Despite public opinion, the kids may really be all right.
According to new statistics published by the Centers for Disease Control and Prevention, the teen birth rate (women aged 15-19) dropped 9 percent in 2016 compared to the previous year. What's more, there's been a 51 percent decrease over the past decade (since 2007).
This sharp decline in teen births is great news because teen mothers are more likely to drop out of school, miss advancement opportunities in the workplace, and fall below the line of poverty.
Researchers found that the provisional birth rate for teens was 22.3 births per 1,000 women in 2015 and dropped to 20.3 births in 2016. That's a huge shift.
In an interview with CNN, Dr. Elise Berlan, a physician in the section of adolescent medicine at Nationwide Children's Hospital, says that this is a "phenomenal decline." While Berlan was not a part of the research team, she notes that the findings are important "because we know that the vast majority of teen births are unintended."
So what's the secret to the decline? It’s definitely not that teenagers are having less sex. Instead, it seems that they’re using more birth control. In other words, the efforts that have been made to ensure teens have access to health services and contraceptives are paying off.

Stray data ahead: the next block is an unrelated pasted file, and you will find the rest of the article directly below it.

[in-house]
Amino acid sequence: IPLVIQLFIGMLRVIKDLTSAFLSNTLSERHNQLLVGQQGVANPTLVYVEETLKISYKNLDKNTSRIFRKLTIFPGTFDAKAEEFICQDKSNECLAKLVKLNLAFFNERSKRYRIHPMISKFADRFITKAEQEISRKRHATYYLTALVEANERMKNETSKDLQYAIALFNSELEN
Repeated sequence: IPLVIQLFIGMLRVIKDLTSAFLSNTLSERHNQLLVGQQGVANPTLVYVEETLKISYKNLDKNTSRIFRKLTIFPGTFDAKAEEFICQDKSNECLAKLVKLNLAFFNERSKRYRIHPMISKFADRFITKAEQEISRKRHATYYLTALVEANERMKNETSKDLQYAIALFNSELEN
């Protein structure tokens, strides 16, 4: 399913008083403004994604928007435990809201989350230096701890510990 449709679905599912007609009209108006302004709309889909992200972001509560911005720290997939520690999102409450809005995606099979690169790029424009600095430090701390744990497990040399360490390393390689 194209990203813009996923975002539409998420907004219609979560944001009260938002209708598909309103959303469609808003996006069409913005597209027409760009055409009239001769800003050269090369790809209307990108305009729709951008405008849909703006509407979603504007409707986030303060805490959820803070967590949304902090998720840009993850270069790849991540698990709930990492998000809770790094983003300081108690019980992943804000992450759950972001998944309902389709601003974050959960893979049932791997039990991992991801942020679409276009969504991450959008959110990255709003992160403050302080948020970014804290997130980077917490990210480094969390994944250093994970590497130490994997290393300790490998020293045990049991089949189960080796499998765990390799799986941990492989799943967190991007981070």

Some experts even admit that the favored Dr. Drew franchise "Teen Mom" has also played a role. Bill Albert, chief program officer of The National Campaign to Prevent Teen and Unplanned Pregnancy, tells Revelist that some of the credit can be given to MTV.
"What teenagers have told us in survey after survey is that they see these shows as a cautionary tale — as more sobering than salacious, as sex education for the 21st century," he states.
A 2014 study by the National Bureau of Economic Research also says that "16 and Pregnant" ultimately led to a 5.7 percent reduction in teen births in the 18 months after its premiere on TV.
Then again, at the end of the day, the credit for the decline goes to adolescents themselves. They're the ones making the effort to prevent unintended pregnancies. It’s great that more young people are getting the chance to actually be teenagers rather than experiencing parenthood before they are ready.